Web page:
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Neither is instantiable. What are the differences, and in what situations might you use one or the other?

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Remember to consider thread-safety when using static classes. See here –  radium Jul 8 '13 at 14:44
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7 Answers 7

up vote 14 down vote accepted

static indicates the class can only have static members and you cannot create an instance of it. This is used for stateless functionality (for example a type that just defines extension methods, or utility methods). You can also declare a member static on a non-static class. This allows you to attach functionality to a type without having to instantiate it.

Here's more detail on using static members and classes.

abstracts define the basic structure and functionality shared by all derivative types, but cannot be used by themselves. Think of them as, I suppose, a blue print and a contract. This is a core concept for OOP.

Here's more detail on using abstracts.

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Here is a short summary:

  • A static class can only contain static members (it is just a container for methods that do not logically belong to an instance of any standard class)
  • An abstract class can cotnain all usual kinds of members (static, abstract and also instance)

The key difference is that you can inherit from an abstract class, but you cannot inherit from a static class. Technically speaking, the .NET runtime doesn't have any notion of static classes, so the C# compiler complies them as classes that are both abstract and sealed (meaning that you cannot inherit from them).

So, static classes are abstract classes that are also sealed (although this is not the usual way to look at the problem if you are C# programmer) and contain only static members (which is enforced by the C# compiler).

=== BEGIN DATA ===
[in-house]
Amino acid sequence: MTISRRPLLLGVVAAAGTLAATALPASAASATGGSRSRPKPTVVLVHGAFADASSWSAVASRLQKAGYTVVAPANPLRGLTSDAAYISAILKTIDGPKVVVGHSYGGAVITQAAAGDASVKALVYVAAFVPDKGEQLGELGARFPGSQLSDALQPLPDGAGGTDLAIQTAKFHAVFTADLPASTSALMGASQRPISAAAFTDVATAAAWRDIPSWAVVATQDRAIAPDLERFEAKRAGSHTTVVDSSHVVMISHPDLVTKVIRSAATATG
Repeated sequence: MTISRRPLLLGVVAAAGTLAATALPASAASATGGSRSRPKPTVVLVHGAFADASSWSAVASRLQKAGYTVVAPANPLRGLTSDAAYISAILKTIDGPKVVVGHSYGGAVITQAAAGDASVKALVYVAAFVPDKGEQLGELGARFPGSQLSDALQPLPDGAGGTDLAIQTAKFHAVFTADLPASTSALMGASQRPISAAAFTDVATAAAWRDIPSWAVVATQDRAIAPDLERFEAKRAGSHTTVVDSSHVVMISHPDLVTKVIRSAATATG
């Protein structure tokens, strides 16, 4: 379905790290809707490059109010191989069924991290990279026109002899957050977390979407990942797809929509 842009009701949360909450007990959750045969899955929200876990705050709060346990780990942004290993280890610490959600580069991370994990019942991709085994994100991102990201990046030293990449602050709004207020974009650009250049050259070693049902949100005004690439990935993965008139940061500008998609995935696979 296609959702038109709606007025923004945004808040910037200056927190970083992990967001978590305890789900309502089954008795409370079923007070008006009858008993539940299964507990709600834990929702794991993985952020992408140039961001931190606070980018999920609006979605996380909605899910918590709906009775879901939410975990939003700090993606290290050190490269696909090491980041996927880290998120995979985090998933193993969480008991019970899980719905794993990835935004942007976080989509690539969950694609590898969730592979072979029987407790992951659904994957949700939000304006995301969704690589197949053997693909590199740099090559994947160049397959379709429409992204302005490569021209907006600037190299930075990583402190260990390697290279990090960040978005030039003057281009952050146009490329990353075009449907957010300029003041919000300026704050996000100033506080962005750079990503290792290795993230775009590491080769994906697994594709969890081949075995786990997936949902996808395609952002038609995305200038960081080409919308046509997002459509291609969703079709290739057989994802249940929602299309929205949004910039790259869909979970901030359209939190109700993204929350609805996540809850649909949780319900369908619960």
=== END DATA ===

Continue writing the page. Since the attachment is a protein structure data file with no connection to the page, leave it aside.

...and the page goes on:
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An abstract class is intended to be used as a base of a class inheritance hierarchy. A static class cannot be the base of a class inheritance hierarchy.

A static class is intended for singleton state or stateless functionality. An abstract class is not suitable for singleton functionality, because, even though it may contain static methods and fields as a static class does, it cannot forbid inheritance, so the singleton use may be defeated by subclasses. Or, at the very least, it would be confusing to other programmers, because its definition would communicate an intent that is different from its actual intended use.

The superficial similarity between abstract and static classes is only in the fact that neither may be instantiated. Beyond that, they are completely different animals with completely different use cases.

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The CLR has no notion of static classes, it is specific to C#. The compiler implements it by slick use of CLR attributes for a class: it declares it abstract and sealed. That prevents any language from instantiating such a class. This is what it looks like when you run Ildasm:

.class public abstract auto ansi sealed beforefieldinit ConsoleApplication1.Test
       extends [mscorlib]System.Object
{
}

Making it sealed is very much the point of a static class, it is used as a container for static methods and fields. Which makes them act like global variables and functions like you have in languages like C or Pascal.

An abstract class is very much the opposite, it is designed to be derived from. A abstract class that has all of its member abstract acts like an interface. C# has a keyword for that, making static class and interface the exact opposites.